Context for this Strategy
Narrative Pantomime invites students to imagine and pantomime a character’s physical and emotional journey within a story, as narrated by a teacher. Narrative Pantomime can be used to expand students’ background knowledge of both factual and emotional story events through a specific character’s point of view.
Prepare a narrative with rich sensory description and action that relates to the content inquiry. This can be written down to be read or improvised depending on familiarity with the topic. Invite students to gather in a large open space, free of furniture and distractions. Next, ask students to sit in their own space, so that they can move freely without disturbing others. Introduce the activity: In a moment, I will share a story and you will work, in your own space, to imagine and act out what you hear as if it happening to you. Share the prepared narrative. This is part of the story by Molly Bang called When Sophie Gets Angry, Really, Really Angry. To begin, imagine you are small child sitting on the floor in your room. You have your warm, soft stuffed gorilla in your arms. It’s your favorite toy; Gorilla is your best friend. You play with Gorilla and make up an adventure. (Give them time to make an adventure and establish a connection with the toy.) Suddenly your little sister comes and takes Gorilla out of your hand, saying “MY TURN.” You scream, “No!” Your mom says that it IS her turn, now… You reach to grab the gorilla but you trip and fall over a train track and land on the ground hard. You stand up. You are angry. Really, really angry. In your own place (without making actual noise) you kick. You scream. You want to smash the world into smithereens. You roar a red, red roar… In your place your open your front door. Then, in your own place you run out into the woods next to your home. During the narrative, students can be asked to freeze and respond to questions about their inner thoughts. Or they can pause so that one part of the group can watch another part of the group perform their action. Sometimes it can be productive to bring the full group together in a moment of shared interaction with each other as well. There are numerous variations and possibilities with narrative pantomime.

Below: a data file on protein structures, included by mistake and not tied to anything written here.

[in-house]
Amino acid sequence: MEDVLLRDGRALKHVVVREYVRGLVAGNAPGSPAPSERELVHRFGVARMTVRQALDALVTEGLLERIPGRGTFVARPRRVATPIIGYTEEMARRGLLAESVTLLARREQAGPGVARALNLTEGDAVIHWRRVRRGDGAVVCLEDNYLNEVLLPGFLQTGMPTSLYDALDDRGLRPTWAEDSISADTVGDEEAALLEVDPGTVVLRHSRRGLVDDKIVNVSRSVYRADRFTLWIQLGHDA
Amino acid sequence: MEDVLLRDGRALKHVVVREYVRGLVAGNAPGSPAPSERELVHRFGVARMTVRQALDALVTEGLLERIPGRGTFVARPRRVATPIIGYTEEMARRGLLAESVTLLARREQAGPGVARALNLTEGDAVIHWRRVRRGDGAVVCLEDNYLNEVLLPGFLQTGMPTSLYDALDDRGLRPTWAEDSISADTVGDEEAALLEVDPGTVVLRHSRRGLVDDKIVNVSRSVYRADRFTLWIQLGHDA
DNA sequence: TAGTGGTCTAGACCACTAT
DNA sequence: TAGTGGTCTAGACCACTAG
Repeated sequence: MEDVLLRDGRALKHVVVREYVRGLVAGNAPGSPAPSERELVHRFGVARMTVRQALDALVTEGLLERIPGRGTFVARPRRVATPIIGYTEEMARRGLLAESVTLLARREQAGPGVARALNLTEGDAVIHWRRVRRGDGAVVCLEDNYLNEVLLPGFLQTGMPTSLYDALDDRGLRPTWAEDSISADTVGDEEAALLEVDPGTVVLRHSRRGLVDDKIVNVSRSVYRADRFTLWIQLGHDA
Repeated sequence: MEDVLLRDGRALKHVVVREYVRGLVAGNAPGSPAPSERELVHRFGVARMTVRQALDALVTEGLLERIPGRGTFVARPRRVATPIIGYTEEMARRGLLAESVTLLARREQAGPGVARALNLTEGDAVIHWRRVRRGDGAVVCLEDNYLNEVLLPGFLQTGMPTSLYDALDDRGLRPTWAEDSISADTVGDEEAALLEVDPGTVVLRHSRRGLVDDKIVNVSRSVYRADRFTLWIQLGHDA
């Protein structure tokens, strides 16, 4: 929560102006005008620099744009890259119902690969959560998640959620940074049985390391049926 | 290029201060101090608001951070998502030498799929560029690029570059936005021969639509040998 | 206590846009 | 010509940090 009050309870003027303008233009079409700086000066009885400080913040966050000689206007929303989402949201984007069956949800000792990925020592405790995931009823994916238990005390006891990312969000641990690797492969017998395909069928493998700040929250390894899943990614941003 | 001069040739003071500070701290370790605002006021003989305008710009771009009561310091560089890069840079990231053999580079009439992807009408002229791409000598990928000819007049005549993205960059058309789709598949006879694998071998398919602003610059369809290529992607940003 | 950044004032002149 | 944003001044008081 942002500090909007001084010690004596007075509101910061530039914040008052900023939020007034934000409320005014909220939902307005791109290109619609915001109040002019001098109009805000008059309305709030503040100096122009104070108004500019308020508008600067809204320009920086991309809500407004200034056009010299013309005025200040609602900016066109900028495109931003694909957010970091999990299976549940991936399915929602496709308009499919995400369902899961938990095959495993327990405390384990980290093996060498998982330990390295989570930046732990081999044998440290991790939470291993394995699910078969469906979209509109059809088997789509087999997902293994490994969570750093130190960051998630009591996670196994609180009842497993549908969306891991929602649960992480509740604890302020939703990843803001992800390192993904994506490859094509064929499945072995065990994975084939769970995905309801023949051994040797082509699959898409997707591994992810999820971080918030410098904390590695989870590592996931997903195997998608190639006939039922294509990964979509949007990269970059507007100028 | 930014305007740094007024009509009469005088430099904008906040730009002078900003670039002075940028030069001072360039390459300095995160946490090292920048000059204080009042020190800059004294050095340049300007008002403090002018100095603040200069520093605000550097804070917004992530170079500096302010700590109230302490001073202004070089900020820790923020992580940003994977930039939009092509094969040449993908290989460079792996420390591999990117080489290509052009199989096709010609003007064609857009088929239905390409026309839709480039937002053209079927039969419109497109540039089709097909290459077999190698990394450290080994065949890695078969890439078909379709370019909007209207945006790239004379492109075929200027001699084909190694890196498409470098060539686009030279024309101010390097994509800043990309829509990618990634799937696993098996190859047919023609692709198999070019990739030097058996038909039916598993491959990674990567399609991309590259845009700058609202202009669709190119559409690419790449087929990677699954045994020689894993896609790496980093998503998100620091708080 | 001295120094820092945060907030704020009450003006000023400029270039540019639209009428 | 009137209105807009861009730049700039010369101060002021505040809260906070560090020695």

- What do you remember most from the story? What did you see/smell/touch/taste/hear?
- What was the character’s problem in our story? How did the character feel? Why?
- What do you think happens next in the story?
- How can you show a specific choice in your body? Even if you aren’t making sound.
- Accompany narrative pantomimes with music.
Ruth Henig and others